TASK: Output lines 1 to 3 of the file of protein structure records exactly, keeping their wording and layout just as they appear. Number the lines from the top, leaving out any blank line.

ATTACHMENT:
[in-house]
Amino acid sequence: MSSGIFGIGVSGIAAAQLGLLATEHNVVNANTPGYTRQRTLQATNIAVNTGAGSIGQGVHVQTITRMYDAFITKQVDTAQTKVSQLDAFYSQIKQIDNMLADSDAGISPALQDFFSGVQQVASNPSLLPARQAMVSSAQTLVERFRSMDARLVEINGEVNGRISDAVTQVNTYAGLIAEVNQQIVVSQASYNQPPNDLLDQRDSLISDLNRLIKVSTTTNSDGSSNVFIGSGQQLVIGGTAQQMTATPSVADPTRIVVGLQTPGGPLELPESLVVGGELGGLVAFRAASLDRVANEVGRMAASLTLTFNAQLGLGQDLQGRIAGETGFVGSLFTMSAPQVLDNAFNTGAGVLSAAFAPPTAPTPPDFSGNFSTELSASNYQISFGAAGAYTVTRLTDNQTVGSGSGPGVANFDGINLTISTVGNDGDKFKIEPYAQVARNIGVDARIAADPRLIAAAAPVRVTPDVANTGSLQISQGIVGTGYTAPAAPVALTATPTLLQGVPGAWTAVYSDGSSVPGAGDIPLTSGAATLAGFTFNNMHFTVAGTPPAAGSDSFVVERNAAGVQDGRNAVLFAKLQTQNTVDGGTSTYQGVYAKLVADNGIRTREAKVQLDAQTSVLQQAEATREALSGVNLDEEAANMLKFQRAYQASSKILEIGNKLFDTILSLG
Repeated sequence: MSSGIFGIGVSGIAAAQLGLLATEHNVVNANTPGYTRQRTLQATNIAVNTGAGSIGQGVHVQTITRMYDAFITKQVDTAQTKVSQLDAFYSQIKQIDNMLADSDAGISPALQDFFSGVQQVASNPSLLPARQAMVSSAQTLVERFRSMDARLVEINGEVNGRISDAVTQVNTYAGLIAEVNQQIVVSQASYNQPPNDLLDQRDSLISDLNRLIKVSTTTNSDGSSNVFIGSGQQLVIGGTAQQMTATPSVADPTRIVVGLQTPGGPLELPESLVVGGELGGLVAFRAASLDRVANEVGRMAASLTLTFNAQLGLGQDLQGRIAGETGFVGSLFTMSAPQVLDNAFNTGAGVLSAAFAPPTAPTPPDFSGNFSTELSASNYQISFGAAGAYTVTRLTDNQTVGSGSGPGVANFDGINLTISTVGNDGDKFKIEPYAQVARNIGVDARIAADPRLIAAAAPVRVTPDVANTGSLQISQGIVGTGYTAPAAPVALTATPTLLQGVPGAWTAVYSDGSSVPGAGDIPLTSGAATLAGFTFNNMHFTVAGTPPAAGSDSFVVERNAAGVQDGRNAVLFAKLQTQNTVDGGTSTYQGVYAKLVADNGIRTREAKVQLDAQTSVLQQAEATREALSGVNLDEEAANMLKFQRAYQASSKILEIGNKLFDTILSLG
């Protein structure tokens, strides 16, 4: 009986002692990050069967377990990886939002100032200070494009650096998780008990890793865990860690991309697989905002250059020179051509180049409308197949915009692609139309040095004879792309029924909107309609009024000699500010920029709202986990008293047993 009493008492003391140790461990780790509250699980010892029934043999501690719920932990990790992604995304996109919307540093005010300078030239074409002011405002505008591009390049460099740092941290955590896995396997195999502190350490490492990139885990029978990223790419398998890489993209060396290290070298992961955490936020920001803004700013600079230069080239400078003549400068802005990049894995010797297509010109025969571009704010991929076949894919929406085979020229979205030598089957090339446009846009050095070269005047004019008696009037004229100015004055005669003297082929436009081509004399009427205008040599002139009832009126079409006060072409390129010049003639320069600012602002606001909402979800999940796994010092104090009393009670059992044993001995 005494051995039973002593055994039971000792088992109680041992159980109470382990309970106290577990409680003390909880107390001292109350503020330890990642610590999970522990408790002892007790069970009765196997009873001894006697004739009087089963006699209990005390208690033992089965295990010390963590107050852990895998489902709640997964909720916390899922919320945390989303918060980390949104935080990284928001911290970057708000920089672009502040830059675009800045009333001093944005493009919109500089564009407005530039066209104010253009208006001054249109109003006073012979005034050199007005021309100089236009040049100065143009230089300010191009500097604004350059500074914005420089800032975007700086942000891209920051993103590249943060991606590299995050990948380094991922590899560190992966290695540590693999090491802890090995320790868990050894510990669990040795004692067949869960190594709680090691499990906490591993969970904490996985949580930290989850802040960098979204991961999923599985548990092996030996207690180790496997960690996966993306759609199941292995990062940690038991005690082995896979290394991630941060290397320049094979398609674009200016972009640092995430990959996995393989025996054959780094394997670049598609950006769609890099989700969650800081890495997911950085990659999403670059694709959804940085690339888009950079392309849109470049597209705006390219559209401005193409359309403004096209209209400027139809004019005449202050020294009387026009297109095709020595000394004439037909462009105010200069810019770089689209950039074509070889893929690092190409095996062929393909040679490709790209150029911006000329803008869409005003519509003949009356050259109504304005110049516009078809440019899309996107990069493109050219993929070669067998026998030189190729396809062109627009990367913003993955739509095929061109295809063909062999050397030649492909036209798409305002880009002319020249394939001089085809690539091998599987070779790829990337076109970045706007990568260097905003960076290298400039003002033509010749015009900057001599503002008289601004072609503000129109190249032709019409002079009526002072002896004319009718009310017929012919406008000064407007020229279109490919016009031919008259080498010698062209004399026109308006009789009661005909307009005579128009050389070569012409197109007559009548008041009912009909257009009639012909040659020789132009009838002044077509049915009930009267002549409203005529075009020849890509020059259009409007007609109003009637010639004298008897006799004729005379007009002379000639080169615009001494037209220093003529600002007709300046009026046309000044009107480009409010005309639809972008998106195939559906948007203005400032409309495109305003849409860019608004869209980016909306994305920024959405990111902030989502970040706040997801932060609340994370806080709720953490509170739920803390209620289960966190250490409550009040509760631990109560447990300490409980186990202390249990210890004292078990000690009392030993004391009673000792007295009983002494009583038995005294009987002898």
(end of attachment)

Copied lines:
[in-house]
Amino acid sequence: MSSGIFGIGVSGIAAAQLGLLATEHNVVNANTPGYTRQRTLQATNIAVNTGAGSIGQGVHVQTITRMYDAFITKQVDTAQTKVSQLDAFYSQIKQIDNMLADSDAGISPALQDFFSGVQQVASNPSLLPARQAMVSSAQTLVERFRSMDARLVEINGEVNGRISDAVTQVNTYAGLIAEVNQQIVVSQASYNQPPNDLLDQRDSLISDLNRLIKVSTTTNSDGSSNVFIGSGQQLVIGGTAQQMTATPSVADPTRIVVGLQTPGGPLELPESLVVGGELGGLVAFRAASLDRVANEVGRMAASLTLTFNAQLGLGQDLQGRIAGETGFVGSLFTMSAPQVLDNAFNTGAGVLSAAFAPPTAPTPPDFSGNFSTELSASNYQISFGAAGAYTVTRLTDNQTVGSGSGPGVANFDGINLTISTVGNDGDKFKIEPYAQVARNIGVDARIAADPRLIAAAAPVRVTPDVANTGSLQISQGIVGTGYTAPAAPVALTATPTLLQGVPGAWTAVYSDGSSVPGAGDIPLTSGAATLAGFTFNNMHFTVAGTPPAAGSDSFVVERNAAGVQDGRNAVLFAKLQTQNTVDGGTSTYQGVYAKLVADNGIRTREAKVQLDAQTSVLQQAEATREALSGVNLDEEAANMLKFQRAYQASSKILEIGNKLFDTILSLG
Repeated sequence: MSSGIFGIGVSGIAAAQLGLLATEHNVVNANTPGYTRQRTLQATNIAVNTGAGSIGQGVHVQTITRMYDAFITKQVDTAQTKVSQLDAFYSQIKQIDNMLADSDAGISPALQDFFSGVQQVASNPSLLPARQAMVSSAQTLVERFRSMDARLVEINGEVNGRISDAVTQVNTYAGLIAEVNQQIVVSQASYNQPPNDLLDQRDSLISDLNRLIKVSTTTNSDGSSNVFIGSGQQLVIGGTAQQMTATPSVADPTRIVVGLQTPGGPLELPESLVVGGELGGLVAFRAASLDRVANEVGRMAASLTLTFNAQLGLGQDLQGRIAGETGFVGSLFTMSAPQVLDNAFNTGAGVLSAAFAPPTAPTPPDFSGNFSTELSASNYQISFGAAGAYTVTRLTDNQTVGSGSGPGVANFDGINLTISTVGNDGDKFKIEPYAQVARNIGVDARIAADPRLIAAAAPVRVTPDVANTGSLQISQGIVGTGYTAPAAPVALTATPTLLQGVPGAWTAVYSDGSSVPGAGDIPLTSGAATLAGFTFNNMHFTVAGTPPAAGSDSFVVERNAAGVQDGRNAVLFAKLQTQNTVDGGTSTYQGVYAKLVADNGIRTREAKVQLDAQTSVLQQAEATREALSGVNLDEEAANMLKFQRAYQASSKILEIGNKLFDTILSLG